Patient will present as → a 20-year-old female college student and recreational runner who reports experiencing a dull, aching pain around her kneecap that has been worsening over the past 3 months. She describes the pain as being particularly noticeable when she is climbing stairs, squatting, and sitting with her knees bent for prolonged periods during her lectures. She denies any specific injury but notes that the pain began when she increased her running mileage. Her medical history is unremarkable. On physical examination, there is pain on palpation of the patellar borders and slight swelling of the anterior knee. There is also a positive patellar compression test. Strength testing reveals mild quadriceps muscle weakness, and flexibility tests show tightness in her hamstrings and iliotibial band. No signs of instability or effusion are present. Conservative treatment is initiated with activity modification, quadriceps-strengthening exercises, hamstring and iliotibial band stretching, and instructions on proper footwear. The patient is advised to avoid activities that exacerbate symptoms and to gradually return to running, following a program that includes a proper warm-up and cool-down routine.
Patellofemoral joint pain can be defined as anterior knee pain involving the patella and retinaculum that excludes other intraarticular and peripatellar pathology

  • Caused by a combination of factors that lead to overuse and stress on the patellofemoral joint
  • Commonly seen in young athletic women
  • Commonly seen in runners or cyclists
  • Pain is poorly localized anterior knee pain, which worsens with squatting, running, prolonged sitting (theater sign), and climbing stairs
"The term chondromalacia patella is used to describe pathologic changes in the articular cartilage of the patella, such as softening, erosion, and fragmentation. While frequently confused with PFP, chondromalacia patella is a pathologic diagnosis and constitutes a distinct cause of knee pain. - UpToDate"

DX: Although PFP is a clinical diagnosis, the diagnosis can be supported by the patellofemoral compression test (reproduction of the pain with compression of the patella during knee extension)

TX: Treatment is usually conservative with the use of physical therapy, weight loss, NSAIDs, and support braces

© Pepermpron by Adobe Stock

References: Merck Manual · UpToDate

Picmonic
Patellofemoral Pain Syndrome

Patellofemoral Pain Syndrome, or PFPS, is an overuse injury of the knee, commonly seen in young athletic women. Pain in this syndrome is primarily poorly localized anterior knee pain, that worsens with squatting, running, prolonged sitting, and climbing stairs. Although PFPS is a clinical diagnosis, the diagnosis can be supported by the patellofemoral compression test and the apprehension sign. Treatment is usually conservative with the use of physical therapy, weight loss, NSAIDs, and support braces.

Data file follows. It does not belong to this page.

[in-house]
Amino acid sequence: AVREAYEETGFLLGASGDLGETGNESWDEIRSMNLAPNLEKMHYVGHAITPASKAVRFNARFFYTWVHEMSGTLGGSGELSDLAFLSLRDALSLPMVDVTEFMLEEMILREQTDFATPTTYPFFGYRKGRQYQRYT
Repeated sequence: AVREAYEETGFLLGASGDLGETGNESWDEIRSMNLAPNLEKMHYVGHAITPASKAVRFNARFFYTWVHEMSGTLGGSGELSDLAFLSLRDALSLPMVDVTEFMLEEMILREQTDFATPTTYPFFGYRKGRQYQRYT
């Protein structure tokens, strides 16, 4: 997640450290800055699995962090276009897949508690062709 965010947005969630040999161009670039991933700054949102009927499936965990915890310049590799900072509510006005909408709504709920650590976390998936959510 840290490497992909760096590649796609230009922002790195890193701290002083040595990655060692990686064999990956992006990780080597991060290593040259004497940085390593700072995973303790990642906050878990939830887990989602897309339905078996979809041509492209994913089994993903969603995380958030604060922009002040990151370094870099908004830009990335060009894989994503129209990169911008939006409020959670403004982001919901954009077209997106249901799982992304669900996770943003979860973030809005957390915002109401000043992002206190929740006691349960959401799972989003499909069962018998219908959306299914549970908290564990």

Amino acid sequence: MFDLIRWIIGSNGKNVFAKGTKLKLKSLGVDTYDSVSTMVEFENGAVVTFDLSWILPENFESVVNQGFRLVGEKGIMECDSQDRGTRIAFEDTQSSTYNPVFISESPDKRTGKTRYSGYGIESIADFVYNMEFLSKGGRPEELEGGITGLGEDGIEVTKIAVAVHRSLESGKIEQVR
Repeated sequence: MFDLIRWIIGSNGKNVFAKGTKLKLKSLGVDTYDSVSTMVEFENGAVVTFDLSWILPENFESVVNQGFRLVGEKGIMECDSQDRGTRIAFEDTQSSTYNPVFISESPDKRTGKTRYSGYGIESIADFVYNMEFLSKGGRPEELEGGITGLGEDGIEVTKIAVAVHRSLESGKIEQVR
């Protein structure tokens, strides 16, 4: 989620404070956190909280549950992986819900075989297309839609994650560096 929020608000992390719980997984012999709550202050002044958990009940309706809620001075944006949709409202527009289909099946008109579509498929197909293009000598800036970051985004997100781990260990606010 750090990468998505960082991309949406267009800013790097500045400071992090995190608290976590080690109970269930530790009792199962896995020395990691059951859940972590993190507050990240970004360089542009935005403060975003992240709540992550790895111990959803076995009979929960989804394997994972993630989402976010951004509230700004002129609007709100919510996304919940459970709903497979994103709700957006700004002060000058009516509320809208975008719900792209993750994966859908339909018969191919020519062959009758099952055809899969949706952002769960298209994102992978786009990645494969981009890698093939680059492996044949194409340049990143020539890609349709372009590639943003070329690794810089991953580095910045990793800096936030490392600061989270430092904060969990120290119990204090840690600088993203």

Play Video + Quiz

Ligament/Meniscal injuries

To watch this and all of Joe Gilboy PA-C's video lessons you must be a member. Members can log in here or join now.

Anterior Cruciate Ligament (ACL) Tear

Patient will present as → a 22-year-old female soccer player who reports a “popping” sensation in her knee followed by immediate swelling after pivoting awkwardly during a game yesterday. She states that her knee “gave out,” and she was unable to continue playing. She has experienced significant pain and has had difficulty bearing weight on the affected leg. She denies any previous knee problems. Medical history is unremarkable. On physical examination, her knee is swollen and warm to the touch, with a noticeable effusion. A Lachman test shows a significant increase in anterior translation of the tibia when compared to the unaffected leg, and the pivot-shift test elicits a feeling of instability and is positive. Magnetic resonance imaging (MRI) of the knee confirms a complete tear of the anterior cruciate ligament. The patient is referred to an orthopedic surgeon for evaluation of surgical options and is advised on the importance of pre-surgical physical therapy to reduce swelling and improve the range of motion.
An ACL tear is a common sports injury that occurs when the anterior cruciate ligament (ACL) in the knee is torn. The ACL is one of four ligaments that connect the thighbone (femur) to the shinbone (tibia) and helps stabilize the knee joint. ACL tears are often caused by sudden changes in direction, pivoting, or landing from a jump

  • Pop and swelling along with instability or "giving out" the knee after a quick plant and twist injury
  • Quickly stopping movement and changing direction while running, landing from a jump, or turning leads to rotation or valgus stress of the knee and can result in injury to the ACL. Common in skiers, football, and basketball players
  • Contact injury that causes hyperextension or valgus deformation of the knee

Testing:

  • Anterior Drawer Test: the proximal tibia is anteriorly pulled while the patient is supine and the knee is flexed at 90 degrees – if there is anterior translation, then the test is positive
  • Lachman’s Test (most sensitive): the proximal tibia is anteriorly pulled with one hand, while the other hand stabilizes the distal femur while the knee is flexed at 30 degrees
  • Lateral Pivot-Shift Test: The test is performed by passively moving the tibia anteriorly and internally while the knee is flexed and then observing for a sudden reduction of the tibia at around 30-40 degrees of flexion. If the tibia subluxates anteriorly and then reduces spontaneously, the test is considered positive

**Segond fracture is an avulsion fracture of the knee that involves the lateral aspect of the tibial plateau and is frequently (~75% of cases) associated with ACL tears

DX: Magnetic resonance imaging (MRI) can confirm the diagnosis

  • Physical therapy and lifestyle modifications for low-demand patients with decreased laxity.
  • Surgical reconstruction is performed in young and active patients with high-demand sports or jobs and/or significant knee instability.